Stray Things by Kailey Blount

The cat had been following Maisy for about two and a half blocks, before she thought anything of it. Fur matted, eyes pressed closed, his missing paw reminded her of Captain Hook’s. She’d slowed down her pedals, matching the speed of his limp with that of her wheels. The bike had been a gift from Miss. Jones. So, had the shoes. When she looked down, which was more often than she should have, Maisy saw her reflection on the top of her Mary Janes. Mouse brown hair knotted in a loose braid, eyes bloodshot with unrest, the face she saw on her flats made her wonder what exactly Miss. Jones saw in her. She had this thought quite often and it was always accompanied by a poisonous taste that lingered on her tongue. 

Miss. Jones’ house was five blocks away from the elementary school. All sidewalks. When Maisy first arrived, Miss. Jones had driven her to and from school every day in her brown Cadillac. Windows up. This made Maisy’s head and heart spin, so they rolled the windows down, to see if that would help. When it didn’t, Miss. Jones bought the bike. Poison coated her throat for days after the purchase. But her heart stopped sputtering and her head stopped screaming, so she swallowed the taste and thanked God and Michael Greene for teaching her how to ride a bike before she left the last house. 

Miss. Jones had asked Maisy if she wanted company on her bike ride to school in the mornings. Maisy had started to nod her head yes, as she was beginning to like Miss Jones' silent presence, but then remembered she wasn’t too keen on bike riding and didn’t want Miss. Jones to see her struggle. After all, there were many kids her age who were much more coordinated than Miss. Jones could choose instead. So, she shook her head no, and rode to school alone. 

The cat was still following her when she’d turned onto Miss. Jones’ street. “Excuse me,” Maisy skidded to a halt. So did he. “You better leave now before Miss. Jones sees you.” 

Hook opened his eyes a bit and beneath hooded lids, familiar green peaked out. “Well, isn’t that strange. Our eyes match.” It didn’t matter. The cat would have to go. “I think you have the wrong idea about me, Hook. You see that house over there,” she pointed towards the blue shuttered castle. “It’s not really mine. I’m a guest and soon I will be gone. So, you will probably have better luck following somebody else home.” She said all of this without looking down. When the poison seeped in through her nose, she sneezed, and didn’t look back. In front of Miss. Jones’ driveway, Maisy parked her bike. Her borrowed bike. She had to keep reminding herself of that. She was beginning to use dangerous words, like hers and home, especially in the company of Miss. Jones, who despite Maisy’s better judgement, she found terribly comforting.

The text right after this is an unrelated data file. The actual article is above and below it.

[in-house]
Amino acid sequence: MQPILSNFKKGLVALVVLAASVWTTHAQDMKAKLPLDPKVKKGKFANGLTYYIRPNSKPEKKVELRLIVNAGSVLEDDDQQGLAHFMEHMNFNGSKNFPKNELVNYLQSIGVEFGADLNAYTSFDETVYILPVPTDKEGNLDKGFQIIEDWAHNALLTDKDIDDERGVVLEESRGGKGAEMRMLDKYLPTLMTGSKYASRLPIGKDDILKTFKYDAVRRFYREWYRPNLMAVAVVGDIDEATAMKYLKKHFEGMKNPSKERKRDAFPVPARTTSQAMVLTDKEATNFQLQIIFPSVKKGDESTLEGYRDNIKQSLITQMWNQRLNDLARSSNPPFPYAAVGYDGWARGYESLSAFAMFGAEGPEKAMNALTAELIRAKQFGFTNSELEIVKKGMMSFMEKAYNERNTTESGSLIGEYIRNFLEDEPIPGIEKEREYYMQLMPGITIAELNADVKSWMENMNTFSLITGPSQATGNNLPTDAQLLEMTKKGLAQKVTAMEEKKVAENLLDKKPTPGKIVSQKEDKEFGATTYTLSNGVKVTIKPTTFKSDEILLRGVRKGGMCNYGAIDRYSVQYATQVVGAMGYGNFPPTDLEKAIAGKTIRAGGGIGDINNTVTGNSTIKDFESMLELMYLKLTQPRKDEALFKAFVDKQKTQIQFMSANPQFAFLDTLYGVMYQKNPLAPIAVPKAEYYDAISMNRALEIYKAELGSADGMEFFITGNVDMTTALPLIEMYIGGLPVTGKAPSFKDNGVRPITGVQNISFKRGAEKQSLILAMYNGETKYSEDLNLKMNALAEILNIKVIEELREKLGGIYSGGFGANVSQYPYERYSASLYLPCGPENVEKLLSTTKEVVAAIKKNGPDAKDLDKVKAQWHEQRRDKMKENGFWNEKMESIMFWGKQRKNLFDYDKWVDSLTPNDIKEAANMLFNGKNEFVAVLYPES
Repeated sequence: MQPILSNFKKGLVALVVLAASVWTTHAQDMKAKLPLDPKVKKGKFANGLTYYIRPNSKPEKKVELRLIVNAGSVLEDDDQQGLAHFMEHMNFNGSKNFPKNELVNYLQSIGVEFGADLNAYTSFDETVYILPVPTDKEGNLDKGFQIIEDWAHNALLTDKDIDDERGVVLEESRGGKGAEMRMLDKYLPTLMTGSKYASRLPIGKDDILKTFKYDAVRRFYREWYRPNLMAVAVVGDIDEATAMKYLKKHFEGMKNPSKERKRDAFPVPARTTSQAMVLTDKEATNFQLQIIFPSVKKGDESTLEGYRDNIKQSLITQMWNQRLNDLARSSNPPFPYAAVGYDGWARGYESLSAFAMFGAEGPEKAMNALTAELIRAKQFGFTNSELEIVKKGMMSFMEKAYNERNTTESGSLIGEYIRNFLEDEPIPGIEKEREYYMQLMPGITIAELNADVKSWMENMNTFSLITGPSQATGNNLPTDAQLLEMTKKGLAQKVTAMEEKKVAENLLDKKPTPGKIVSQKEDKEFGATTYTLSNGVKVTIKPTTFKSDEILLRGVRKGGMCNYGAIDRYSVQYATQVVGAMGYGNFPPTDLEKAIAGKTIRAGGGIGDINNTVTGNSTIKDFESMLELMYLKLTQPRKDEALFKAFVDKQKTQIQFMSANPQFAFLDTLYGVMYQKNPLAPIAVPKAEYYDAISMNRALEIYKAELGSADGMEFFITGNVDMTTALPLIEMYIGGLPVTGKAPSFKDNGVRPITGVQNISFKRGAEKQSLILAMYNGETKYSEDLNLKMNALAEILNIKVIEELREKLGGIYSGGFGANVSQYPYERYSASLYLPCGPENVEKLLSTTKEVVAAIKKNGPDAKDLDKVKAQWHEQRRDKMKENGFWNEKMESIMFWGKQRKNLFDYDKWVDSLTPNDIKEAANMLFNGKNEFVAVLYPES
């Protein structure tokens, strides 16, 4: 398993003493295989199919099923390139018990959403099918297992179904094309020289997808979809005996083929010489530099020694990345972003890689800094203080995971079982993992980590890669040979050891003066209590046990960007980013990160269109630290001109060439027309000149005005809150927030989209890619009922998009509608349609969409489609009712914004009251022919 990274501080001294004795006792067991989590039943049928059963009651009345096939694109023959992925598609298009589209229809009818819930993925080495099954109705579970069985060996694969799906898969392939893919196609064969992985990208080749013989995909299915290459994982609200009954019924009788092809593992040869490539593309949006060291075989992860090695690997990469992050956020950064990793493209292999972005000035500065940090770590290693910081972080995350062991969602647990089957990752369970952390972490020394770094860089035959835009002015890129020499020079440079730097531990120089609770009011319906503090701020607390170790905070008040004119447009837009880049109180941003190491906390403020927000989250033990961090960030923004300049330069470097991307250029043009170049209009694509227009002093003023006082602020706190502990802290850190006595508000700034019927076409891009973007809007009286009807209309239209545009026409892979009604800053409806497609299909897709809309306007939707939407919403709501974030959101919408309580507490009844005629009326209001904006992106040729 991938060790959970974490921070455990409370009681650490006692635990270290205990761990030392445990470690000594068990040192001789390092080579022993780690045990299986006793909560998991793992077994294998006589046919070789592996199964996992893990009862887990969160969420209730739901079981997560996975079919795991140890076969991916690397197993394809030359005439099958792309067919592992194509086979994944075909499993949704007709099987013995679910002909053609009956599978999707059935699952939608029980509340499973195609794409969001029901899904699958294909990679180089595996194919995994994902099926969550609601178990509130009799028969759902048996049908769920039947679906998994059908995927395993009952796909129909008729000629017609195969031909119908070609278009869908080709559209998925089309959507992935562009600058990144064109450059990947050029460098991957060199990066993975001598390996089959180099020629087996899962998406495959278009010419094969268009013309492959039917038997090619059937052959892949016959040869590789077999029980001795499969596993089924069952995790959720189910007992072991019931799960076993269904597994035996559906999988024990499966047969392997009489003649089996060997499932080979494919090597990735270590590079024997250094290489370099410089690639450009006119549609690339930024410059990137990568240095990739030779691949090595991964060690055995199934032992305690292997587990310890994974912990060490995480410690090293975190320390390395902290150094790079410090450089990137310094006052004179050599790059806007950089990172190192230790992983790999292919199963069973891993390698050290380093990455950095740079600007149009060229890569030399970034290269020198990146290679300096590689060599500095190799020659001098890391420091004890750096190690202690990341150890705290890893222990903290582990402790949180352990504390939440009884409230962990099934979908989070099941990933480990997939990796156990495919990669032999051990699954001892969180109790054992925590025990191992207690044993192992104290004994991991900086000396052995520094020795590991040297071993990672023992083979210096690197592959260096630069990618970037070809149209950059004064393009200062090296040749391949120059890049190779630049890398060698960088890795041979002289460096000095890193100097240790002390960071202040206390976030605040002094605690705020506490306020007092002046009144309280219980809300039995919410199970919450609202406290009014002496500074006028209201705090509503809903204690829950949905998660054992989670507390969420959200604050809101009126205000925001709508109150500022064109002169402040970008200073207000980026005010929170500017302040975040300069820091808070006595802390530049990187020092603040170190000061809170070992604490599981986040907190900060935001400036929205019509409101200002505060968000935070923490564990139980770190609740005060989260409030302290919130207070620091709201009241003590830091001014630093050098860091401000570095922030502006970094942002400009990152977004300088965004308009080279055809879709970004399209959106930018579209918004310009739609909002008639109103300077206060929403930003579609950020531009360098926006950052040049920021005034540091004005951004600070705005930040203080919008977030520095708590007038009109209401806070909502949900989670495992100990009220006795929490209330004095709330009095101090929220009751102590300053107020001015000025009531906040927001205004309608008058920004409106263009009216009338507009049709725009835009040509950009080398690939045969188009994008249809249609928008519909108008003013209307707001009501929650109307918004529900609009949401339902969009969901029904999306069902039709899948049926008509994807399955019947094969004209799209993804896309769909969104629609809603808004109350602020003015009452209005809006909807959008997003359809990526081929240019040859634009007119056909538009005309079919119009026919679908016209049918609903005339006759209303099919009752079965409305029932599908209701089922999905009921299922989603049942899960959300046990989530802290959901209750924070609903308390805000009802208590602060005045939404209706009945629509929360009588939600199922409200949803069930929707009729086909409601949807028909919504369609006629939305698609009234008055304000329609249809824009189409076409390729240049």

The cat was sitting where she had left him. His missing paw more pronounced than when he was limping at her side. Maisy hadn’t yet built the bones to be cruel, so when his tail fell, so did her resolve. With the crook of her finger, she beckoned him over, and as if they were attached by a string of yarn, he came. 

“We will go in through the back, Hook. Be quiet now.” She scooped the cat into her arms, oil and dirt smearing her coat. His head found a place in the crook of her neck, not bothering with the nicks and scars, many questioned when they got close to her skin. Miss. Jones hadn’t mentioned anything of them, either. 

She crept through the garden on the tips of her toes, bare knees grazing tall grass. Hook stayed still in her arms, afraid for the bugs. Except, his green eyes roved, looking for the fairies Miss. Jones had warned Maisy of the day she arrived. He’d been watching her since that first hello. Waiting, patiently, for a time to say his own. 

“Alright, good. Now, she usually is in the kitchen when I get home, so we will have to be quick about getting you upstairs. You will stay in my room, okay?” 

He licked her shoulder. She turned the doorknob. And they were inside. 

He’d always imagined what inside might feel like. Had been dreaming of home for so long, that the whole notion seemed fantastical. Two pairs of green eyes lit up when Maisy’s feet hit the cool tile floor. On the inside, he realized, people from the outside lived in frames. Books, the ones they sometimes carried in their handbags, sat in lines on shelves. And their handbags laid on the floor. 

He noticed this all from his perch on Maisy’s shoulder, nearly missing the woman sitting before them. 

“Oh Maisy, dear, there you are. I was starting to get worried.” The woman sat up then, bringing with her a long cane. “Who is this?” 

“Hook.” Her voice sounded different then it had been outside. Softer. 

“Well, hello there Hook. Welcome to our home.” He realized then that Hook was his name. Stray things didn’t usually have names, he thought. Or homes. But now he had both. 

Published in Issue #19

No comments:

Post a Comment